Kevin Melton, Senior Advisor, Resilience & CVE Kevin is an international development specialist, foreign policy analyst, and entrepreneur with more than ten years of experience in post-conflict and international human security matters throughout Africa, Europe, Asia, and the Pacific. His experience stems from managing and coordinating a variety of donor-funded foreign aid projects focused on wider conflict sensitive development including countering violence and extremism, post-conflict economic development, local governance capacity building, and governance and social cohesion. Over the last few years, he has also helped train and lead civilian and military teams and provided policy guidance and strategic and operational analysis to enhance civil-military planning efforts with bilateral and multilateral organizations, donors and embassies. Kevin previously served as a member of IPSI’s Board of Directors and is a Truman National Security Fellow and Rotary Peace Fellow. He holds a Master degree from the University of Queensland and a Bachelor degree from James Madison University. He grew up in Fairfax Country VA and speaks fluent French. Email: kmelton [at] ipsinstitute.org
Juan Ascencio, International Programs Intern, Middle East/North Africa Juan has experience as a young professional in several Mexican government departments. He was a member of the International Cooperation team in the Office of the Attorney General, contributing to the implementation of anti-corruption policies established by the UN, the OECD, the OAS, and the G20. As an officer in the Mexico-United States political desk at the Ministry of Foreign Affairs, he worked on different initiatives to deepen the bilateral partnership on issues such as human rights, energy, migration, and education. He is currently pursuing a Master of Science in Foreign Service at Georgetown University, where he concentrates on Security and Conflict Management. He speaks Spanish, English, and French, and has basic competence in Russian. Email: jascencio [at] ipsinstitute.org
Stephanie Billingham, International Programs Intern, Americas Stephanie is a second year Master of Arts candidate at the Paul H. Nitze School of Advanced International Studies (SAIS), specializing in Conflict Management with a minor in Latin American Studies. She received her B.A. in Political Science and Master of Arts in Dispute Resolution from the University of Victoria. Her research interests include the intersection of conflict and organized crime, and post-conflict reconstruction. Email: sbillingham [at] ipsinstitute.org
Caleb Bowers, International Programs Intern, Sub-Saharan Africa Caleb is an International Peace & Conflict Resolution M.A. candidate at American University focusing on escalations in conflict, particularly concerning negotiations and terrorism, through a (Neo)Behavioural IR lens. He received his B.A. in International Relations & Psychology from Indiana Wesleyan University. Besides coffee, Caleb most loves understanding how individual’s perceptions influence their decision-making. He is on the Society for Peace & Conflict Resolution’s Board, is the VP of Strategic Programming for the American University Negotiation Project, and serves on the School of International Service Graduate Studies Committee. Email: cbowers [at] ipsinstitute.org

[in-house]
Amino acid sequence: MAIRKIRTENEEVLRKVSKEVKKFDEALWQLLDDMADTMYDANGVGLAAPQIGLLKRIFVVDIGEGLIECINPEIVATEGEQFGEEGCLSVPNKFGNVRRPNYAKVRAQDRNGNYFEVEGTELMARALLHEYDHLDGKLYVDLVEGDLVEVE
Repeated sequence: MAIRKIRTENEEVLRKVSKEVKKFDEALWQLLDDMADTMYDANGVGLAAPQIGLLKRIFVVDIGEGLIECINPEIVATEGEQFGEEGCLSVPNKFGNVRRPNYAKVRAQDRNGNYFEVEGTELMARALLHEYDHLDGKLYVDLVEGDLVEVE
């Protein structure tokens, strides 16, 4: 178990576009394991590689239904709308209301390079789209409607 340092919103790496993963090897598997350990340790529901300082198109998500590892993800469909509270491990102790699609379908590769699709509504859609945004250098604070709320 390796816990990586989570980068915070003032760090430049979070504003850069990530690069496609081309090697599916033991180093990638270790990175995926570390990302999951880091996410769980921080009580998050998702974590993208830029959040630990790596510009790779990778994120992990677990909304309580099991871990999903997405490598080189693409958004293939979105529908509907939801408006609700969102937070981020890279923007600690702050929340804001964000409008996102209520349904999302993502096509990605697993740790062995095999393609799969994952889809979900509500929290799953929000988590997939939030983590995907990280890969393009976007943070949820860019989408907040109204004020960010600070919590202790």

Martha A. Galicia-Osorio, International Programs Intern, Americas Martha is a second year Master of Science candidate at George Mason’s School of Conflict Analysis and Resolution. She received her law degree from the Universidad Autónoma del Estado de Hidalgo in Mexico, where she also obtained a Master in Social Sciences degree having as a research topic of the mediation process in the Centro de Justicia Alternativa de Pachuca. Her academic interests include community building through resilience enhancement and democratization. Email: mgalicia [at] ipsinstitute.org
Mike Gallagher, CVE Intern Mike is pursuing a Master’s degree in International Peace and Conflict Resolution at American University’s School of International Service. He received his B.A. in Political Science with a minor in English Literature from Fordham University in 2014. After graduation Mike worked in refugee resettlement. His current academic areas of interest are post conflict peace building and democratization. Email: mgallagher [at] ipsinstitute.org
Darah Phillip, International Programs Intern, East Asia Pacific Darah is a graduate student pursuing a Masters of Arts in International Affairs with a focus on East Asia at George Washington University. She received a B.A. in East Asian Studies from Wellesley College, and has worked with the Asperger Syndrome Training & Employment Partnership in New York City, and at Morningside College at the Chinese University of Hong Kong. Her interests include regional cooperation and diplomacy in East Asia and social justice. Email: dphillip [at] ipsinstitute.org
Will Spencer, International Programs Intern, South Asia Will is a first-year graduate student in the Security Studies Program at Georgetown University. He received his B.A. in International Affairs with a minor in Spanish from the University of Georgia in 2012. Before coming to Washington, Will taught English for two years in Zaragoza, Spain. His current academic areas of interest are human security and conflict prevention and resolution. Email: wspencer [at] ipsinstitute.org
Colin Treverton, CVE Intern Colin is currently a graduate student pursuing his Master’s degree in Conflict Resolution at Georgetown University. He received his B.A. in International Relations and Political Science from Syracuse University. Colin’s current research interests include conflict resolution and the role of international organizations and diplomacy in Africa. Email: ctreverton [at] ipsinstitute.org